Hotel Rio Serrano’s manager gave us an unforgettable pre-dinner experience that began with munching on Sopapilla squares topped with tomato bruchetta while delighting in pisco sours. Then we went outside for a real South American lamb barbecue. The stone-enclosed fire pit had been attended to for hours that afternoon. The lamb was stretched on large steel skewers across the embers. The cook sliced off pieces for us. I love lamb, even if I rarely have it, but this was undoubtedly the best I’ve had. The crispy outside and juicy slices fresh from the barbeque were outstanding. I ate more than intended, so by the time we went in for the full buffet awaiting us, I didn’t have much room in my stomach left.

We began our first day’s trek into Torres del Paine, one of the two main reasons Russ arranged for this trip, with a planned hike into the 700-sq mile UNESCO World Biosphere Reserve. Our sightseeing agenda included the southern icefield of Lago Nordenskjold, Salto Grande’s roaring waterfall, Mirador Los Cuernos and Lago Grey. We walked across a windswept moraine in front of Gray Glacier, looming large even though still miles away.

We made it! photo by Susan Cramer

We made it! photo by Susan Cramer

The weather was stellar. Our Tour Director, Nick Tozer, and our local guide, Andrea, correctly assessed the weather conditions and switched around our schedule to maximize the spectacular view of The Masif and its adjacent mountains aptly named The Horns. We’d been prepared to face the day with rain pants and hurricane-force winds.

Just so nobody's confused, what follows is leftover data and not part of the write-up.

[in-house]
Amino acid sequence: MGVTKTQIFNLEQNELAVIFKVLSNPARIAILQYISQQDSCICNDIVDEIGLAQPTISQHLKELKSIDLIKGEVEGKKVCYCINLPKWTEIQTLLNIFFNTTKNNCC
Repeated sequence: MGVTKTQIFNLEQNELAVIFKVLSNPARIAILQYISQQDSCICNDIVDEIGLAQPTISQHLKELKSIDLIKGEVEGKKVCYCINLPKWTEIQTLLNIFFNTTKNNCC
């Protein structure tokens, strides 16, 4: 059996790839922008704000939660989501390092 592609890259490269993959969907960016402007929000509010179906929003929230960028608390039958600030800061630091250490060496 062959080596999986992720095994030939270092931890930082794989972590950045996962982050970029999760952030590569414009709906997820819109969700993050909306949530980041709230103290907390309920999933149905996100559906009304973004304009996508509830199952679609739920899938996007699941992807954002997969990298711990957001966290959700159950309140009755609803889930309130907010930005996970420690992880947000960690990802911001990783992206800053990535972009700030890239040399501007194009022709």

Lunch was at Grey Lake Restaurant, an open wood-and-glass refined and sophisticated dining venue. Russ adored a couscous that we have since searched the internet for. Alas, it isn’t available in the U.S. Just as we were leaving, the birdwatchers in our group became quite excited. A red-headed woodpecker and his mate, neither rarely seen up close, were pecking away at a tree just outside the door.

The next day included a bus tour and more hiking throughout Torres del Paine. We visited Amarga and Azul lagoons and the Cascade Rio Paine glacial waterfall. Our group’s birdwatchers were in their glory. There are 106 species of birds and 26 species of mammals recorded for this area.

Cascade Rio Paine glacial waterfall. photo by Russ Wagner